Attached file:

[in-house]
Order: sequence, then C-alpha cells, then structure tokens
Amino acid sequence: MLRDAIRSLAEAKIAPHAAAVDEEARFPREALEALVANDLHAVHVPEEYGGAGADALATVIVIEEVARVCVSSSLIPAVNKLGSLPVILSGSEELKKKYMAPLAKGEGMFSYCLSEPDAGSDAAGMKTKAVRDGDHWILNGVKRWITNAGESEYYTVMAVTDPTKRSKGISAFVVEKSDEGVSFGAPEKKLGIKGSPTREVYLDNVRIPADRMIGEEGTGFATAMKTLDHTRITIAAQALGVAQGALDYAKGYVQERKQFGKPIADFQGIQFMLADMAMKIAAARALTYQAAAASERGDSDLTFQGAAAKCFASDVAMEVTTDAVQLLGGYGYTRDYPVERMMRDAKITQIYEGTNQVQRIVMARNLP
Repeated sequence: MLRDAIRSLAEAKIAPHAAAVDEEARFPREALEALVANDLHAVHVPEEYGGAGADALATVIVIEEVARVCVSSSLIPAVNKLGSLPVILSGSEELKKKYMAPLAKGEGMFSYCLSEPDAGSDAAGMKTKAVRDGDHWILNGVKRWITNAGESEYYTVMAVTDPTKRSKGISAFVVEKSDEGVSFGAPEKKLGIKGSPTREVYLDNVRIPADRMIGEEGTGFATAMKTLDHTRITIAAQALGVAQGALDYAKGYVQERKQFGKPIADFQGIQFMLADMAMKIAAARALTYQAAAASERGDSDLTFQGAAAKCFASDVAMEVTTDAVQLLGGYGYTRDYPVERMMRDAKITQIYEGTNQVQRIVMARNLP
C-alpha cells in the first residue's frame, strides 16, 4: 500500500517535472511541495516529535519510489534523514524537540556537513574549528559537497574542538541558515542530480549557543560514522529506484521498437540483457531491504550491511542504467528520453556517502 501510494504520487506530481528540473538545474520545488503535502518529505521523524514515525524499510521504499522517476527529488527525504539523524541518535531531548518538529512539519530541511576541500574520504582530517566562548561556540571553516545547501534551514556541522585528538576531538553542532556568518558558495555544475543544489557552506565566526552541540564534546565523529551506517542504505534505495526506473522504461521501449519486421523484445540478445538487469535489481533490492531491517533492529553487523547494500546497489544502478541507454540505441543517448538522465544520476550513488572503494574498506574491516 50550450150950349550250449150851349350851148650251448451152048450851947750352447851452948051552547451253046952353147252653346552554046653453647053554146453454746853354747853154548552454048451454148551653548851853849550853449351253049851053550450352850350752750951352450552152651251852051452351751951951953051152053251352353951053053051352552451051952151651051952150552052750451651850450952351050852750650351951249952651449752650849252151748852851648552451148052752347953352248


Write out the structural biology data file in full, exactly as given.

[in-house]
Order: sequence, then C-alpha cells, then structure tokens
Amino acid sequence: MLRDAIRSLAEAKIAPHAAAVDEEARFPREALEALVANDLHAVHVPEEYGGAGADALATVIVIEEVARVCVSSSLIPAVNKLGSLPVILSGSEELKKKYMAPLAKGEGMFSYCLSEPDAGSDAAGMKTKAVRDGDHWILNGVKRWITNAGESEYYTVMAVTDPTKRSKGISAFVVEKSDEGVSFGAPEKKLGIKGSPTREVYLDNVRIPADRMIGEEGTGFATAMKTLDHTRITIAAQALGVAQGALDYAKGYVQERKQFGKPIADFQGIQFMLADMAMKIAAARALTYQAAAASERGDSDLTFQGAAAKCFASDVAMEVTTDAVQLLGGYGYTRDYPVERMMRDAKITQIYEGTNQVQRIVMARNLP
Repeated sequence: MLRDAIRSLAEAKIAPHAAAVDEEARFPREALEALVANDLHAVHVPEEYGGAGADALATVIVIEEVARVCVSSSLIPAVNKLGSLPVILSGSEELKKKYMAPLAKGEGMFSYCLSEPDAGSDAAGMKTKAVRDGDHWILNGVKRWITNAGESEYYTVMAVTDPTKRSKGISAFVVEKSDEGVSFGAPEKKLGIKGSPTREVYLDNVRIPADRMIGEEGTGFATAMKTLDHTRITIAAQALGVAQGALDYAKGYVQERKQFGKPIADFQGIQFMLADMAMKIAAARALTYQAAAASERGDSDLTFQGAAAKCFASDVAMEVTTDAVQLLGGYGYTRDYPVERMMRDAKITQIYEGTNQVQRIVMARNLP
C-alpha cells in the first residue's frame, strides 16, 4: 500500500517535472511541495516529535519510489534523514524537540556537513574549528559537497574542538541558515542530480549557543560514522529506484521498437540483457531491504550491511542504467528520453556517502 501510494504520487506530481528540473538545474520545488503535502518529505521523524514515525524499510521504499522517476527529488527525504539523524541518535531531548518538529512539519530541511576541500574520504582530517566562548561556540571553516545547501534551514556541522585528538576531538553542532556568518558558495555544475543544489557552506565566526552541540564534546565523529551506517542504505534505495526506473522504461521501449519486421523484445540478445538487469535489481533490492531491517533492529553487523547494500546497489544502478541507454540505441543517448538522465544520476550513488572503494574498506574491516 50550450150950349550250449150851349350851148650251448451152048450851947750352447851452948051552547451253046952353147252653346552554046653453647053554146453454746853354747853154548552454048451454148551653548851853849550853449351253049851053550450352850350752750951352450552152651251852051452351751951951953051152053251352353951053053051352552451051952151651051952150552052750451651850450952351050852750650351951249952651449752650849252151748852851648552451148052752347953352248